Ireland’s rivers

Ireland’s rivers are as varied as the landscape they flow through and have helped form. Each river also varies along its length; starting as fast-flowing rocky mountain brooks near upland sources in much of the country, currents gradually slow as rivers flow into the lowlands and meander lazily to the sea. The journey from source to sea is shorter for rivers in Wicklow or the mountainous West, while in the midlands, that journey is longer and more leisurely. The longest river in Ireland and Great Britain, the River Shannon, even widens at certain points into several lakes.

Ireland is home to a number truly iconic rivers, famous worldwide for their beauty, wildlife fishing and boating. For example, the River Blackwater in Munster is famous for its salmon fishing and is home to a number of historic rowing clubs at Fermoy and Cappoquin. The mighty Shannon is world-renowned as a boating, cruising and angling river, and is the ultimate destination for inland water sports in Ireland. Meanwhile, The Liffey is famous as the river on whose banks the nation’s capital was built. Each September, it hosts the famous 17 mile-long international canoe race Liffey Descent, which runs from Straffan in Kildare to Islandbridge.

The wildlife, attractions, uses and threats to our rivers vary also with the landscape they flow through.  Angling, cruising and canoeing are all popular river sports, although the way most people enjoy a local river is often by taking a simple stroll along its banks, soaking up the sights and sounds of nature.

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In addition to the role of Irish rivers in furnishing beautiful views (and habitat for a rich array of plants and animals), these waterways also provide a remarkable service to our country. Historically, rivers were used as transport routes for goods and passengers, and remain a major conduit even today – for our waste, however. All our main rivers are the final recipients of much of our domestic and industrial discharges. The quantity and regularity of these discharges and the degree to which the waste is treated prior to dumping dramatically determines the health of the affected river.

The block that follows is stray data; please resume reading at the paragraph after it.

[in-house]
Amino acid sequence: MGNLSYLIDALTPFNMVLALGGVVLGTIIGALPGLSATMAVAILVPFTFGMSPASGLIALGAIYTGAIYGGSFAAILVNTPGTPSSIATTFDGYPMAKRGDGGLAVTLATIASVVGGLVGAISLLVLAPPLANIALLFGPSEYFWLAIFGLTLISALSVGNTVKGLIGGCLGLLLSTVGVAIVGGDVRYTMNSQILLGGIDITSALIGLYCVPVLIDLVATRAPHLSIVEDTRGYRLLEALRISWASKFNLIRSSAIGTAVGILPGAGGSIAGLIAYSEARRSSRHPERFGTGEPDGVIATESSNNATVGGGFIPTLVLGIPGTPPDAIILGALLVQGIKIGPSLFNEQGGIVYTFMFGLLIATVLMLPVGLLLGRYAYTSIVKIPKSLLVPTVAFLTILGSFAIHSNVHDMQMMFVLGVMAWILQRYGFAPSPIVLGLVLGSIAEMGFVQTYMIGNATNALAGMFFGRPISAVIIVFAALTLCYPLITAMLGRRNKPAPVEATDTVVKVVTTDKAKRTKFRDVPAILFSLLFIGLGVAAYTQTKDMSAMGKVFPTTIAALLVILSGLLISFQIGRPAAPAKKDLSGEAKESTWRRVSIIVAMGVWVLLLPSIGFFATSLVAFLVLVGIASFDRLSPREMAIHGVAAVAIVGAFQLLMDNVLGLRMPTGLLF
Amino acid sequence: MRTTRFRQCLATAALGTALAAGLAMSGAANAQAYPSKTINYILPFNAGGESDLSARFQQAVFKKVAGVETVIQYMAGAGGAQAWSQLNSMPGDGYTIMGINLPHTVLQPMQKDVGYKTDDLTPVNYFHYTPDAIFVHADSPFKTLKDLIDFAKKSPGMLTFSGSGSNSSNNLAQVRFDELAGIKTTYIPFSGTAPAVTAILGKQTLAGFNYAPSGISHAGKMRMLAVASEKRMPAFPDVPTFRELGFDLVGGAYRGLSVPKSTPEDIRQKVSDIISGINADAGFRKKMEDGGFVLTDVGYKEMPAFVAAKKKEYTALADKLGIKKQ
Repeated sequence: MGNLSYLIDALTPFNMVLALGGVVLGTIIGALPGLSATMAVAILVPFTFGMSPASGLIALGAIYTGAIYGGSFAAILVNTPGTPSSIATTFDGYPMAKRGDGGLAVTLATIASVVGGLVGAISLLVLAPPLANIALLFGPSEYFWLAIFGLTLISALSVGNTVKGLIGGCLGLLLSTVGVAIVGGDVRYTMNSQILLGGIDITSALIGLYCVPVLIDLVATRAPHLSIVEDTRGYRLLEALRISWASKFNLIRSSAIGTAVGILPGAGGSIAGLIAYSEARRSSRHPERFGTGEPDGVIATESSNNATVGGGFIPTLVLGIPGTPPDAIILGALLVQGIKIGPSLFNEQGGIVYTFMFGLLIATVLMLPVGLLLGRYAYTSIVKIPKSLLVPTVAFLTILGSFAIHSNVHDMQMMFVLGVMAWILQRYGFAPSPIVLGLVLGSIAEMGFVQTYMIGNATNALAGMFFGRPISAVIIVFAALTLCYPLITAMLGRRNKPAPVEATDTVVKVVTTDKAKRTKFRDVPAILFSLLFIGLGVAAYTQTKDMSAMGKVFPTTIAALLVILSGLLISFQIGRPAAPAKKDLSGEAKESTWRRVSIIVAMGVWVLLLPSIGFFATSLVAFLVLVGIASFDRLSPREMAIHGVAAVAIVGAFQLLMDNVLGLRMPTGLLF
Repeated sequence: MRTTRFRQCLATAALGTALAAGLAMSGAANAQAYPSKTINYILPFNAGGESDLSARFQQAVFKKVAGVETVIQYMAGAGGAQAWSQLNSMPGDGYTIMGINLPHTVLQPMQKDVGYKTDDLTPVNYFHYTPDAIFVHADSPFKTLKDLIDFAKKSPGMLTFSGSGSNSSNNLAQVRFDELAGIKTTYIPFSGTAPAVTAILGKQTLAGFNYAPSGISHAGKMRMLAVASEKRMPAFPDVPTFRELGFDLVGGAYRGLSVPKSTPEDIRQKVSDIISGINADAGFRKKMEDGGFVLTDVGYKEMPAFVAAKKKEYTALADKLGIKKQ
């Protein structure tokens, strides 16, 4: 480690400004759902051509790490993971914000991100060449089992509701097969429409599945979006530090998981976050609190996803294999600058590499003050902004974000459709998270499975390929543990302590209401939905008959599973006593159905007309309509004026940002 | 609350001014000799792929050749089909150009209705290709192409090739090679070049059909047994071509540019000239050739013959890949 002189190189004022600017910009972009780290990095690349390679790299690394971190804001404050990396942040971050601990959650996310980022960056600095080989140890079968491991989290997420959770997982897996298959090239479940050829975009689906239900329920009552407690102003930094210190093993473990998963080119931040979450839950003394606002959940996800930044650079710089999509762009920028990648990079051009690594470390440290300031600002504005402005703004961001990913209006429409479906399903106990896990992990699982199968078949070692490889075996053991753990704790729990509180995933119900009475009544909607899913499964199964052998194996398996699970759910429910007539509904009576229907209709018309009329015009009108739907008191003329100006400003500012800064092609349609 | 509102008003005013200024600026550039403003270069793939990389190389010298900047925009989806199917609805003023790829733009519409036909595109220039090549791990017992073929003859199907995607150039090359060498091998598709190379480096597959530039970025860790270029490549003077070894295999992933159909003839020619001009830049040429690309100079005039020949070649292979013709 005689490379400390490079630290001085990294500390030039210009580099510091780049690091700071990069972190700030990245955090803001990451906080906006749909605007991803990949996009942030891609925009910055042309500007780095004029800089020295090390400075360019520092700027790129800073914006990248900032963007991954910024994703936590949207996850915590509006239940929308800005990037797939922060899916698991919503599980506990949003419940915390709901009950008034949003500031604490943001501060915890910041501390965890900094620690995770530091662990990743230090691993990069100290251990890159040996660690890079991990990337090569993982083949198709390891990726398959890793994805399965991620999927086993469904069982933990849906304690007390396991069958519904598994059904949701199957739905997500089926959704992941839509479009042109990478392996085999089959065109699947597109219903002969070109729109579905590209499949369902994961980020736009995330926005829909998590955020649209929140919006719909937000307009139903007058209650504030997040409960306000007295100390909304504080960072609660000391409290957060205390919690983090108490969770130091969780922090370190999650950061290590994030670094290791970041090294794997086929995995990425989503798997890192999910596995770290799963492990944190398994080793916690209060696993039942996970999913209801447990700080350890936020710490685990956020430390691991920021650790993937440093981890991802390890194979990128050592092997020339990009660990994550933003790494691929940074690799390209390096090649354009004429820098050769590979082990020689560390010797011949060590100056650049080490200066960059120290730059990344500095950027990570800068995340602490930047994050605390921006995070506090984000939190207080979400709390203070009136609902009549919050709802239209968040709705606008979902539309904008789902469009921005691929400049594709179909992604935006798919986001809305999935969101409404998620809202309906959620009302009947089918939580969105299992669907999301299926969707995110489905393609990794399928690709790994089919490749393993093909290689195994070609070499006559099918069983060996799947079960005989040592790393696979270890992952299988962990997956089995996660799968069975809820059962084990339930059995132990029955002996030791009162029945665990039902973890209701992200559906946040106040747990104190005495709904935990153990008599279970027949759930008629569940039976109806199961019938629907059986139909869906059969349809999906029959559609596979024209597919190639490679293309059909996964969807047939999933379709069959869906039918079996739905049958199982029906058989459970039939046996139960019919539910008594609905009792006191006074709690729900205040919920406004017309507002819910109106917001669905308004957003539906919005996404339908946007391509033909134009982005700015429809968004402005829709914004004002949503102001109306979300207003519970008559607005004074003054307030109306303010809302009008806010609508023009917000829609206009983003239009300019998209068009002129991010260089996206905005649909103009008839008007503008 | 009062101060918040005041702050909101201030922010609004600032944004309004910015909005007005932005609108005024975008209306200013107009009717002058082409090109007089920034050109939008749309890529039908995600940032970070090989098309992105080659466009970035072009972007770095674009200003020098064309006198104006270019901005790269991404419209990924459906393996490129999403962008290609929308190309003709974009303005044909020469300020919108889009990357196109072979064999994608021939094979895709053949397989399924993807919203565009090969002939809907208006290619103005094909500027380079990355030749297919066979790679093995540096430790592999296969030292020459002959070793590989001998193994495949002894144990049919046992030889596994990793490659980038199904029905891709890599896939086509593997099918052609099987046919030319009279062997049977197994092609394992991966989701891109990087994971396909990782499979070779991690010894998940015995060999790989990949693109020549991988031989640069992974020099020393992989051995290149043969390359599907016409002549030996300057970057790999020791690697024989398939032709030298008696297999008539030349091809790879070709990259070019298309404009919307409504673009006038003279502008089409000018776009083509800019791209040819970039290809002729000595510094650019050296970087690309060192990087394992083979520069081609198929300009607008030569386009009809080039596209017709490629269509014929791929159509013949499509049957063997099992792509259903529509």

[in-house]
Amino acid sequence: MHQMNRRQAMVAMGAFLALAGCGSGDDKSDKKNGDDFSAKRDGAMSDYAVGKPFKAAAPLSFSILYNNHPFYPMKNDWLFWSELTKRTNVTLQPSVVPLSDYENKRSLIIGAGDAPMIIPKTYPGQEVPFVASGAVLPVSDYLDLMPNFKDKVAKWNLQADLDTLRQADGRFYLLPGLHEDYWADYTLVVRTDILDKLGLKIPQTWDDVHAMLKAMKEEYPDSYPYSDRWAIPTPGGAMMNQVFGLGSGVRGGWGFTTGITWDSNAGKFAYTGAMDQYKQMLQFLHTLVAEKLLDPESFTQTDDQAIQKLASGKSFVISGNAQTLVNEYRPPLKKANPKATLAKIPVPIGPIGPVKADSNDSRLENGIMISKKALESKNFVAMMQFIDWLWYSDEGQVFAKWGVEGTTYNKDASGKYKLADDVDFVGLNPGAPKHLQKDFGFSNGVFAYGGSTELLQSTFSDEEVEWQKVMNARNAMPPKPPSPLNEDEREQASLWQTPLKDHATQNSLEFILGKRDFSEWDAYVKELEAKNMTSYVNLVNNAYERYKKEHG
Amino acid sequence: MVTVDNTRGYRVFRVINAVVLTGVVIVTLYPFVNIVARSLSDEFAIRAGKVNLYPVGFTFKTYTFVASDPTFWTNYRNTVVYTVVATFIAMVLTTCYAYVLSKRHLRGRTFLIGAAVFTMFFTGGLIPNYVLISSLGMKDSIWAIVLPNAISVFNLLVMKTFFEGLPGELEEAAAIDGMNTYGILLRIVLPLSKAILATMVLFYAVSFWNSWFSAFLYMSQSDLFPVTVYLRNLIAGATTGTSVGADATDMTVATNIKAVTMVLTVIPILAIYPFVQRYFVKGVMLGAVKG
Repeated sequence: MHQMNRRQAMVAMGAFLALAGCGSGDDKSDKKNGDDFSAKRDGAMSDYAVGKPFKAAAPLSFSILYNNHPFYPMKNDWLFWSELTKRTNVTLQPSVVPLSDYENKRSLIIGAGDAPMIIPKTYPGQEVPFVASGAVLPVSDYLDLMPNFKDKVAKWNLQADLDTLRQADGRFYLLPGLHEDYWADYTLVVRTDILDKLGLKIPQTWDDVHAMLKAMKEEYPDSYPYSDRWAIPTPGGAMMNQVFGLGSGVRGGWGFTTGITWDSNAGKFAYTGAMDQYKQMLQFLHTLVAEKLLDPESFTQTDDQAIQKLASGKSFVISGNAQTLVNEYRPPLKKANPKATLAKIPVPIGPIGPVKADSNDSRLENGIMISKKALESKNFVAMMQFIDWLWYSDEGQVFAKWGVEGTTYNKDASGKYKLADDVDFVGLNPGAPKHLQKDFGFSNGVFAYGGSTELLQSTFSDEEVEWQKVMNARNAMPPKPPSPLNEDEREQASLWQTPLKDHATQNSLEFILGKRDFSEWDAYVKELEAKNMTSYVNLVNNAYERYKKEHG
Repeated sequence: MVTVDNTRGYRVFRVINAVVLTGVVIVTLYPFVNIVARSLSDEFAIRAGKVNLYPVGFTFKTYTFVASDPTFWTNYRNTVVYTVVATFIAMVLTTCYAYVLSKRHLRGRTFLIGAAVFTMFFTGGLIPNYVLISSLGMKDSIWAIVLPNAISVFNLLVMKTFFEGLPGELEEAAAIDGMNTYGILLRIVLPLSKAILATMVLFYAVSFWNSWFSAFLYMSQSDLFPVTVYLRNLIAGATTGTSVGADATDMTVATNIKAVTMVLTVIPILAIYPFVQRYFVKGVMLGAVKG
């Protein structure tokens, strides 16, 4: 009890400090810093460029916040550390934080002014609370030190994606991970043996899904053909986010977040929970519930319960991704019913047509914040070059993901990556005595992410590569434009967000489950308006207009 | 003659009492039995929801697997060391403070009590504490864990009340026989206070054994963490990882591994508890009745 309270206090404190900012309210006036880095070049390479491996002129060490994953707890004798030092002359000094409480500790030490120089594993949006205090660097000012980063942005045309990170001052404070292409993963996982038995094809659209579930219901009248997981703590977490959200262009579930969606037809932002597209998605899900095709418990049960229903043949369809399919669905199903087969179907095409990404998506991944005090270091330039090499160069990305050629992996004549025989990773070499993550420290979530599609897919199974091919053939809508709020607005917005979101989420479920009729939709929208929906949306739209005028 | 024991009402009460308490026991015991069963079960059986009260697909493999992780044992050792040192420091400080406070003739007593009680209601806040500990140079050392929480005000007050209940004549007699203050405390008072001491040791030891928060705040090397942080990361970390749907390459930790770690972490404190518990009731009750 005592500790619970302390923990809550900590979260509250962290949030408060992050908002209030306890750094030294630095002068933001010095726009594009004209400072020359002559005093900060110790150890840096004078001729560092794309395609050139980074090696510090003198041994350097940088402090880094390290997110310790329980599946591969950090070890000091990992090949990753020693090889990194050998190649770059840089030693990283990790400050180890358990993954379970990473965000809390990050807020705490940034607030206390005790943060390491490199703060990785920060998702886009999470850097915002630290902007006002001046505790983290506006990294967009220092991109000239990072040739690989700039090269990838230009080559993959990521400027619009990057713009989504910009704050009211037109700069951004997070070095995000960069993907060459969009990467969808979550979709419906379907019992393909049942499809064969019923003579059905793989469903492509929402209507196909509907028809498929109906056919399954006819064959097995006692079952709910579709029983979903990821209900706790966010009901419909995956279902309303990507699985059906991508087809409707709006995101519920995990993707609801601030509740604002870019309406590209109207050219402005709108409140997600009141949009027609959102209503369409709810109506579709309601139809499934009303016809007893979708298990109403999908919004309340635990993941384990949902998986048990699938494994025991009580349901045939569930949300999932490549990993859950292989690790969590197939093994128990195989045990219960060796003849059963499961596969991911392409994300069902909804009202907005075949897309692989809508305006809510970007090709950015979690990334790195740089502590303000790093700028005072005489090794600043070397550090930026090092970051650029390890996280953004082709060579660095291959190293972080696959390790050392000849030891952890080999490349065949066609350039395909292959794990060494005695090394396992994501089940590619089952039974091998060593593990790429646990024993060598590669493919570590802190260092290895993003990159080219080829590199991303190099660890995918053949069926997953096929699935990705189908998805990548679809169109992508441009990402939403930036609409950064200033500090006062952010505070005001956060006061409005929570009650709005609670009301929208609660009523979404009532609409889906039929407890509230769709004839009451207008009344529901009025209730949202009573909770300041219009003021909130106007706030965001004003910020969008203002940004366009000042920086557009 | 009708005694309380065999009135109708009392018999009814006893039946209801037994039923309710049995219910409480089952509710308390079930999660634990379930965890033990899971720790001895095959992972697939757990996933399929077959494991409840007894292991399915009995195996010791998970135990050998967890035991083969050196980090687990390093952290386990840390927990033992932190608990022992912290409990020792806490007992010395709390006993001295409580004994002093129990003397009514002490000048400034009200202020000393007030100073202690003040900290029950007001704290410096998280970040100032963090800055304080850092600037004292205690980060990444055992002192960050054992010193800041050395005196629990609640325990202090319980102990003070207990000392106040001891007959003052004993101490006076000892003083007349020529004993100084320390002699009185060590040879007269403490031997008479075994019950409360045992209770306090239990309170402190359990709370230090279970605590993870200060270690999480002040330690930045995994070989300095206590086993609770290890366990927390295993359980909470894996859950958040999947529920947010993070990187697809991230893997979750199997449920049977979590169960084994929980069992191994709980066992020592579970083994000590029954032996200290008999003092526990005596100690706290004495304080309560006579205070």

The specific problems facing Ireland’s rivers vary depending on location. Upland rivers reflect the consequences of forestry activity, while rivers running through fertile agricultural land are vulnerable to runoff from farming. Rivers located in high population areas, meanwhile, are under greater risk of pollution from human and industrial waste. All these problems and risks need to be managed via an integrated approach in order to ensure the health of all Irish rivers – and consequently the health of the wildlife and communities that depend on them. The river basin management planning process, required under EU legislation, provides exactly this system.